Well we had our first frost of the year on Monday the 19th of October. That was right on schedule as our region's average first frost date is October 20th. It wasn't a really hard frost, but it did whack our remaining peas. The lettuce and greens are still doing ok. I still haven't set up the cold frame for the winter. This should put a spur in my side to complete that project and protect my remaining veggies.
I planted a garlic bed this week. We ordered a set of garlic from Seed Saver's Exchange. This was our first order from this organization, after enjoying a hand-me down catalog from another gardening friend. They have the most unique, organic, heirloom stuff you are ever going to see. Toss in the fact that they are a non-profit with a unique mission, and you know I am going to be a fan. We ordered a variety called Chrysalis Purple. It is a hardneck - dependable, excellent flavor, large heads, yada, yada - you know how those catalogs make everything sound perfect. Anyway we got 5 bulbs with about 8 cloves per bulb. This order cost us a pricey $24 - $15.50 plus $8.50 for fed-ex shipping. Yikes that is just too much.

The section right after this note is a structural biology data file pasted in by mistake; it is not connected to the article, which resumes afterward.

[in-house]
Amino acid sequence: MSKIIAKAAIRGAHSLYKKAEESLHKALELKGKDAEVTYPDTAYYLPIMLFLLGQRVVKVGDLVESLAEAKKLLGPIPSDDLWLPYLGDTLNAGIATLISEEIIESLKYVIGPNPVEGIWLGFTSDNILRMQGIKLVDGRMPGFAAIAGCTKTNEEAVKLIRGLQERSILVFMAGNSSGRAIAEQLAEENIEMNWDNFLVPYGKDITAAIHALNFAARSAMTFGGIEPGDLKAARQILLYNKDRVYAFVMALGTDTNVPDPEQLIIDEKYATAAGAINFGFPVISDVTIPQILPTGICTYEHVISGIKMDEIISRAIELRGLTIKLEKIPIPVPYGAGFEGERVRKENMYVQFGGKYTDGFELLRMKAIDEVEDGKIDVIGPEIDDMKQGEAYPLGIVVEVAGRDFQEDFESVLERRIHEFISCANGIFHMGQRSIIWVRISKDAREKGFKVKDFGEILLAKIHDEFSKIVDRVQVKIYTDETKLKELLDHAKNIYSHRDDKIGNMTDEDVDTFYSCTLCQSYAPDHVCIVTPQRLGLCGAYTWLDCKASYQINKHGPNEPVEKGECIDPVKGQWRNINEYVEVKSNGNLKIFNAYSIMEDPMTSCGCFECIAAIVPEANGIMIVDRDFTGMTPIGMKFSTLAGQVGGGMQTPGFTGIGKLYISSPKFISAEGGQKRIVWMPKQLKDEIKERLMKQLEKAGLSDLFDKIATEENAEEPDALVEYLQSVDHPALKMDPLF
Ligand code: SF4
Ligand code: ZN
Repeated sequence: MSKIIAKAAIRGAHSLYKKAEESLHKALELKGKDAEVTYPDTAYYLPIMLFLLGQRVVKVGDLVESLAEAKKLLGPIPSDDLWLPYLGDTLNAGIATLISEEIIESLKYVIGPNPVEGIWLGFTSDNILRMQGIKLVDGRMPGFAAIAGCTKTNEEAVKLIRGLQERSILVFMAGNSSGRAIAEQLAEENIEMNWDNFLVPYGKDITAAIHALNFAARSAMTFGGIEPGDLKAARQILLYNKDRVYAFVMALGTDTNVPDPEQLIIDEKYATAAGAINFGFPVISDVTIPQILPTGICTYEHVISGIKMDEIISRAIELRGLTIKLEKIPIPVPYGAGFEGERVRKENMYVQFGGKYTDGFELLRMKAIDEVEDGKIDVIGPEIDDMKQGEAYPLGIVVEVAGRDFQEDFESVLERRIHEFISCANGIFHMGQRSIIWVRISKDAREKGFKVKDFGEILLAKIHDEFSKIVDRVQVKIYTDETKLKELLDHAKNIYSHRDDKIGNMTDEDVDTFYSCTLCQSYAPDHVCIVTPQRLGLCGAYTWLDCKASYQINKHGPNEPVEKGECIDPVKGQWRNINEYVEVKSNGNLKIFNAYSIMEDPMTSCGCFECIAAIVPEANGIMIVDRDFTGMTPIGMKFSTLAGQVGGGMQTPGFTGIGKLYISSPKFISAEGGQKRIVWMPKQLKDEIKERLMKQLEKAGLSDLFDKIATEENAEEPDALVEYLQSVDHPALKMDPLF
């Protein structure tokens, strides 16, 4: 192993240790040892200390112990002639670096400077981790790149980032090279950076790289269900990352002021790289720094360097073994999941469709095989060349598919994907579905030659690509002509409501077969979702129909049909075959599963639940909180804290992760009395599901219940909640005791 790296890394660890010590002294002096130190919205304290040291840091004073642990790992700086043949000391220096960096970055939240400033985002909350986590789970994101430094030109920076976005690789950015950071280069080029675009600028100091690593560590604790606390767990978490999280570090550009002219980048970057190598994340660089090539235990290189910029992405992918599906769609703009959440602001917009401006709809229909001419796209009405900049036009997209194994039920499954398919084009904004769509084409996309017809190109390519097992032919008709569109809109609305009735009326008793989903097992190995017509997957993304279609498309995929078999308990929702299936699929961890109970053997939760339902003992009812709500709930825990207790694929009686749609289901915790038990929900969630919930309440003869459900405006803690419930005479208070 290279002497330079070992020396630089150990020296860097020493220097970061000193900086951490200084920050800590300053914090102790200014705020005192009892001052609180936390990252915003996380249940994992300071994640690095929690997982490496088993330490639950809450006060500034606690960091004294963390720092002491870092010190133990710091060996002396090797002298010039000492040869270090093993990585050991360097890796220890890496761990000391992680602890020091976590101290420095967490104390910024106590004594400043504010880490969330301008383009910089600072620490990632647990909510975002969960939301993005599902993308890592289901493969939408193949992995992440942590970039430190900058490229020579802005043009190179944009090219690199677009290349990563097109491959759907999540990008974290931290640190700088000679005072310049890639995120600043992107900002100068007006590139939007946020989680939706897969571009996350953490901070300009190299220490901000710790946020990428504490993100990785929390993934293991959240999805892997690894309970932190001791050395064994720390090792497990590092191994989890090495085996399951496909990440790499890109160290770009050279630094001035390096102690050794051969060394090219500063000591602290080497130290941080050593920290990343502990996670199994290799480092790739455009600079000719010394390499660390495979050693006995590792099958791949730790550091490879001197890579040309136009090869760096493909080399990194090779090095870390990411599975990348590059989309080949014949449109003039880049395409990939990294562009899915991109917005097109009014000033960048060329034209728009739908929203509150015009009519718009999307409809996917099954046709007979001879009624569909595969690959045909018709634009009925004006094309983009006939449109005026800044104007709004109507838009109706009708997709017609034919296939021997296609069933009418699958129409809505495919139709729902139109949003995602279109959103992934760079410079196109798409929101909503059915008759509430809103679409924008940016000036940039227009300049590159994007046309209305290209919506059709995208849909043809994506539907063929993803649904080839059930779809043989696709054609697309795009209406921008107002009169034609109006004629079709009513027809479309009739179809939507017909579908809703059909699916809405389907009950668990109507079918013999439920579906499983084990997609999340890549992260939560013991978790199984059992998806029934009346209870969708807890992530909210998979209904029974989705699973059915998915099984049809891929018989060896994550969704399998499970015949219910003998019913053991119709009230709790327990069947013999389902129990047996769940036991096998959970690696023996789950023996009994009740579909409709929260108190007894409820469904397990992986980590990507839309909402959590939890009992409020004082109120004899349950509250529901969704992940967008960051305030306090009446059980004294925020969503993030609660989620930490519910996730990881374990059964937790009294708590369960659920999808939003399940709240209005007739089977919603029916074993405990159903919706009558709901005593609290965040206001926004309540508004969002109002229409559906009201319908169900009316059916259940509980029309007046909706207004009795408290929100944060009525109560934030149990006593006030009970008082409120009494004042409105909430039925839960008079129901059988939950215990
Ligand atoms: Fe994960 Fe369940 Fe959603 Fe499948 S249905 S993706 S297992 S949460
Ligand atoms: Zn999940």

I planted them with the help of Carter and Quinn in the High wall garden. This garden gets full sun in the spring and then the sun tapers a bit in the summer with some blockage from nearby trees. This bed held green manure in the spring followed by tomatoes in the summer in 2008. My tenative plan for next year is garlic and spinach early followed by heat loving summer veggies - cantaloupe perhaps.
To prepare for the planting me and the boys turned the soil, raking out the white clover that I had undersown along with the tomatoes. This soil was still very rough. Not too long ago it held evergreen trees and shrubs and black plastic covered with decorative stones. There are still many stones and tree roots competing for space in this plot. I added to the mess by throwing in 5 or 6 large buckets of not quite broken down compost. My planting instructions said garlic likes lots of organic matter. After planting the cloves about 8 inches apart, we spread a thick layer of straw on top.
This is our second attempt at planting garlic. We put some storebought (not seed variety) garlic in the ground last fall. We got some production, but nothing to write home about. What we ended up harvesting were essentially slightly larger versions of the cloves that we planted. None of the garlic produced full bulbs with multiple cloves. The taste was fine, but the quantity and quality was poor.
One note: You can buy garlic pretty cheap in the store already minced in a large jar. It is so easy and convenient to throw into food. I can't see us replacing that conveniance even if our garlic production is wonderful. I think these bulbs are destined for roasted garlic appetizers.